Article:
King Rama V
King Rama V of Siam or modern Thailand was born on September 20, 1853. He was the eldest son of Mongkut or Rama IV, immortalized as the king in “The King and I.” King Chulalongkorn, as he was known during his lifetime, took over the throne in 1863, after his father’s death. He ruled through regents until he was officially crowned ten years later. Chulalongkorn quickly established himself as a fair-minded, reforming monarch who sought to modernize his country. He abolished slavery, built the first hospitals and laid the early railways. He also improved Siam’s system of government and laid the foundations of a modern state.
Chulalongkorn also engaged western tutors for all his children and sent his sons to Europe for their university education. However, there were certain customs he did not do away with- including marriage to his sisters. Overall, Chulalongkorn had 153 consorts, concubines and wives who gave him over 77 children between them. These women came from a variety of backgrounds- but Chulalongkorn’s queens had to be of royal blood: in other words, family members.
So Chulalongkorn chose three of his half-sisters as his queens. He justified his action as “due to custom.” However, his attitude to his Queen consort, his sister Sunandha Kumariratana, shows this wasn’t quite the case. For Chulalongkorn loved his sister-Queen- as was illustrated by his reaction to her death.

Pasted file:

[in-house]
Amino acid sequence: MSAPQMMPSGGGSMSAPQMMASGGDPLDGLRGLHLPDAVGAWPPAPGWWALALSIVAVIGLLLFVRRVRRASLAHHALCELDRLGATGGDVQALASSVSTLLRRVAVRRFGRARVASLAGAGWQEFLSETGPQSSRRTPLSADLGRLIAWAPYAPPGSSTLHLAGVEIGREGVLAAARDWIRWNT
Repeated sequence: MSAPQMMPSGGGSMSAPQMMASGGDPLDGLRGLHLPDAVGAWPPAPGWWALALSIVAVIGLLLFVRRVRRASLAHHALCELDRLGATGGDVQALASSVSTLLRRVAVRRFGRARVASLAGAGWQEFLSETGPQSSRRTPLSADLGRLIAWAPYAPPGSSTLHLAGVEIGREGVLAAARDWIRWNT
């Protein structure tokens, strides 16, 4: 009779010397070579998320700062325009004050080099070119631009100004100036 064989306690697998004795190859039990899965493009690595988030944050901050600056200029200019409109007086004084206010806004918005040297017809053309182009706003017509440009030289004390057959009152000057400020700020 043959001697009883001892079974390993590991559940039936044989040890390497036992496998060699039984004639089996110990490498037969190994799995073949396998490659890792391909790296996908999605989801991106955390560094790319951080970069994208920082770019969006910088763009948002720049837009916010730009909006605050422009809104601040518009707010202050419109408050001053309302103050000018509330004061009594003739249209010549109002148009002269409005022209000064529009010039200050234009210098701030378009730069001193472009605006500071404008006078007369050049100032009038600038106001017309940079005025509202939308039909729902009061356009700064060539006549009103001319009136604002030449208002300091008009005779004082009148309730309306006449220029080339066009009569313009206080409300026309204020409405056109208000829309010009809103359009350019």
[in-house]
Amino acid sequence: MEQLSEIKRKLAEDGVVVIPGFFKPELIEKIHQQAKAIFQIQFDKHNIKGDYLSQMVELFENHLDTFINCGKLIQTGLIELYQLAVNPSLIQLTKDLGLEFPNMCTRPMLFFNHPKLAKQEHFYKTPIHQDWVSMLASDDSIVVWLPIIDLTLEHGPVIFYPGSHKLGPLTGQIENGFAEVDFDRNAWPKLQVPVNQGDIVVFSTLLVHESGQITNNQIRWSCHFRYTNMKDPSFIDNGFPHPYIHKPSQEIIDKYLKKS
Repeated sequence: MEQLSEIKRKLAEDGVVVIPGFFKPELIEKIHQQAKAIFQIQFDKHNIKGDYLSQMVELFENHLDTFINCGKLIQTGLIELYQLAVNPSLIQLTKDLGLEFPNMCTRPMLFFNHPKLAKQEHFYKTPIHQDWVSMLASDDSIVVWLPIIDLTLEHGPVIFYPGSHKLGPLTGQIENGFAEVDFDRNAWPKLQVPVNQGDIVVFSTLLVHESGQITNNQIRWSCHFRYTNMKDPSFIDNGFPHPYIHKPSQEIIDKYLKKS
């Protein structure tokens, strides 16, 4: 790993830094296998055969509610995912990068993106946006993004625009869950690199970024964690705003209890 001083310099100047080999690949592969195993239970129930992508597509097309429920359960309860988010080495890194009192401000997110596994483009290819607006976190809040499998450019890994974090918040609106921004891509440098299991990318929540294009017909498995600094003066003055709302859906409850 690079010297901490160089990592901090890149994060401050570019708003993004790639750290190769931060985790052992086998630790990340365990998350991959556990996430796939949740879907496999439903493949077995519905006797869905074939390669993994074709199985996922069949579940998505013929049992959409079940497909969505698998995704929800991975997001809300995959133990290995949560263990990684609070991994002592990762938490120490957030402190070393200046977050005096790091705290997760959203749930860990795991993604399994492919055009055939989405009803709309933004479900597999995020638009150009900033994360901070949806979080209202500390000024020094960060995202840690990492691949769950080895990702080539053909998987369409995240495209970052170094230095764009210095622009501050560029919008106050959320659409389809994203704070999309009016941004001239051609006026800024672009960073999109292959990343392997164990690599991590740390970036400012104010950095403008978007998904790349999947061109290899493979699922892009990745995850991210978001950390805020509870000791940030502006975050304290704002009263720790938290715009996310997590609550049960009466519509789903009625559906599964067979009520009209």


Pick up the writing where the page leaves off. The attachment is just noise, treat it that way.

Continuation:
On May 31, 1880, the pregnant young Queen was making her way to the royal summer palace by boat when the vessel capsized. Sunandha and her child drowned- because royal protocol forbade anyone from touching the Queen under any circumstances- even to save her from death.
Chulalongkorn was grief-stricken. He built a memorial to his lost wife and child at the summer palace and punished the guard who had merely obeyed the law too precisely when he prevented anyone from touching the drowning queen. However, despite his love for Sunandha and his reforming nature, Chulalongkorn never changed the law that brought about the death of his wife.